References and Additional Notes

[1] To reiterate, Virtual Public Jobs Programs would involve the public sector sponsoring giant virtual reality simulations to gain practical insights on complex social scenarios. Millions of people could be hired to play improvisational acting roles in the virtual reality simulations, thus generating huge amounts of data for analysis. Others could be hired to staff various design, monitoring, analysis and public relations roles related to the simulations. My key point in this post is that the public sector could either fund these types of programs directly (e.g. by creating modernized versions of New Deal era jobs programs like the WPA), or indirectly (e.g. by giving research grants to universities).

[2] Thanks to Dr. Richard B. Freeman of Harvard University for suggesting this to me.

[3] Quote from https://en.oxforddictionaries.com/definition/citizen_science, access date February 16, 2017.

[4] See my post The Jobs of Tomorrow: Part 2 of 2 for more discussion of Virtual Public Jobs Programs.

[5] Of course the public sector could also pay people for participating in more traditional, real world oriented, citizen science research.  Funding citizen science jobs in general would give the public sector great job creation flexibility.

[6] For example, it might be wasteful for the public sector to try to hire a team of professionals with a specific mix of expertise, and provide them with the proper institutional support, if such a team already exists and is functioning efficiently at a university.

[7] Considering the funding of citizen science jobs associated with virtual reality simulations would give the public sector a lot of job creation flexibility that it wouldn’t otherwise have. For example, a small town with one thousand unemployed people may have only a small number of real world based citizen science tasks to do that are truly useful. In this case, it would be inefficient for the public sector to hire one thousand people to do real world tasks that ten people can handle, for example.  Instead, the public sector could create one thousand jobs associated with a Virtual Public Jobs Program simulation that is designed to provide valuable insight into other areas.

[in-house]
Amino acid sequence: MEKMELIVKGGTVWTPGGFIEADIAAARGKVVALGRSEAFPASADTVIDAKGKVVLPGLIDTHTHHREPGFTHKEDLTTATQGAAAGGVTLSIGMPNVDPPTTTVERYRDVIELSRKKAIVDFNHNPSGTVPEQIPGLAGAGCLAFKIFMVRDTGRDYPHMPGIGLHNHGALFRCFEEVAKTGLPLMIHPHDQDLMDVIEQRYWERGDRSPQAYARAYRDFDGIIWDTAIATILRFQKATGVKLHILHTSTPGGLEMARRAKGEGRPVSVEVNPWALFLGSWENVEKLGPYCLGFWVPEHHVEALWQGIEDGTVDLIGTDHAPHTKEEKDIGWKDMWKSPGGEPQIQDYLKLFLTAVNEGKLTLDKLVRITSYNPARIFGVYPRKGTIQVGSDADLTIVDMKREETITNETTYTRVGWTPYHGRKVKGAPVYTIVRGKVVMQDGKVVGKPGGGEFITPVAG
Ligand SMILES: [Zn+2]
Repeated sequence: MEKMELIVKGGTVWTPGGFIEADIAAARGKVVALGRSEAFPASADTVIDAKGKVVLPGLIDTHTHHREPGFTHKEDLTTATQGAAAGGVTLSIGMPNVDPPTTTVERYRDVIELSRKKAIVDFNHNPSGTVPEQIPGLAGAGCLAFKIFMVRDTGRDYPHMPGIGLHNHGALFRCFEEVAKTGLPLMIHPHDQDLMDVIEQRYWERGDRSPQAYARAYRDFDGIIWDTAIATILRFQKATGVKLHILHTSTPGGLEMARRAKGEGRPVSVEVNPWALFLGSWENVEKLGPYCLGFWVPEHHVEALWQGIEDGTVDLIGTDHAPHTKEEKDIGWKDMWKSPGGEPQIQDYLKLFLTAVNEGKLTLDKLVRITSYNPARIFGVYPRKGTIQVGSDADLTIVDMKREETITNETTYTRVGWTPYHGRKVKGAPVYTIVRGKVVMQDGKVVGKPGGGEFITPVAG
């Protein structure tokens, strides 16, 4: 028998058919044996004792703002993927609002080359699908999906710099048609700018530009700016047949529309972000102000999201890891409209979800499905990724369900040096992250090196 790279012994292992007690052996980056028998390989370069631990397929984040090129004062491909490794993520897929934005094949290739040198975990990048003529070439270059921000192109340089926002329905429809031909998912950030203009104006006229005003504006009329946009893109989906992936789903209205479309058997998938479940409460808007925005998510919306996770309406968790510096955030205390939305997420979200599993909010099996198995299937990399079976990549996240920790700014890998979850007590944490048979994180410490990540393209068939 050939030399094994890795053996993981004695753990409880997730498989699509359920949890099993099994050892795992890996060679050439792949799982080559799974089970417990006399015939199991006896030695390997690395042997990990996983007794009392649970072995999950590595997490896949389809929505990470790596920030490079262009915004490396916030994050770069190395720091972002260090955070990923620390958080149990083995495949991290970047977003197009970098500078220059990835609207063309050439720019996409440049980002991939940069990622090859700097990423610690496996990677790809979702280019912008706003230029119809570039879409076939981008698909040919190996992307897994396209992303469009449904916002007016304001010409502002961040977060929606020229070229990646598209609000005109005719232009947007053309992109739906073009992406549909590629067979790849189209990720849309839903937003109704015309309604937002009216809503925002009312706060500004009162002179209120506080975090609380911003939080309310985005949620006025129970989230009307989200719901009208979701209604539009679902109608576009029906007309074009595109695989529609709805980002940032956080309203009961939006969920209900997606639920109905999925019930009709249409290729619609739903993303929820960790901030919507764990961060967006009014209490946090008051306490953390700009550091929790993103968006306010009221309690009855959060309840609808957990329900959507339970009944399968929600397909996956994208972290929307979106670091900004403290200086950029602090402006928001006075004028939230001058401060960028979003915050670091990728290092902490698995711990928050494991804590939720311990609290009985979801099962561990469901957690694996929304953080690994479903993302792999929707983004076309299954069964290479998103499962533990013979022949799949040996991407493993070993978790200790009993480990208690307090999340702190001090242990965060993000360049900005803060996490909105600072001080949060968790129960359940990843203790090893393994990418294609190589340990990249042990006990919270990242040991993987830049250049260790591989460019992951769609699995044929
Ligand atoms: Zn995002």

[8] Public sector funding of educational institutions to create jobs for the public also seems likely to be seen in a positive light, and would strengthen relationships between universities and society as a whole.

[9] For more information about citizen science, see this Wikipedia article, and this Wikipedia link. SciStarter and the Citizen Science Association website also provide lots of information about the space.  Here also is a link to the Citizen Science Alliance website.

[10] Virtual and augmented reality technologies have the potential to greatly enhance the effectiveness of collaboration between scientists and citizen science volunteers.  However, these technologies will probably also increase competition between traditional businesses and between workers, as they make it much easier to conduct business remotely.  It is thus very important for society to begin preparing to replace jobs that may be obsolete in the near future. Universities can and should play important roles in this process.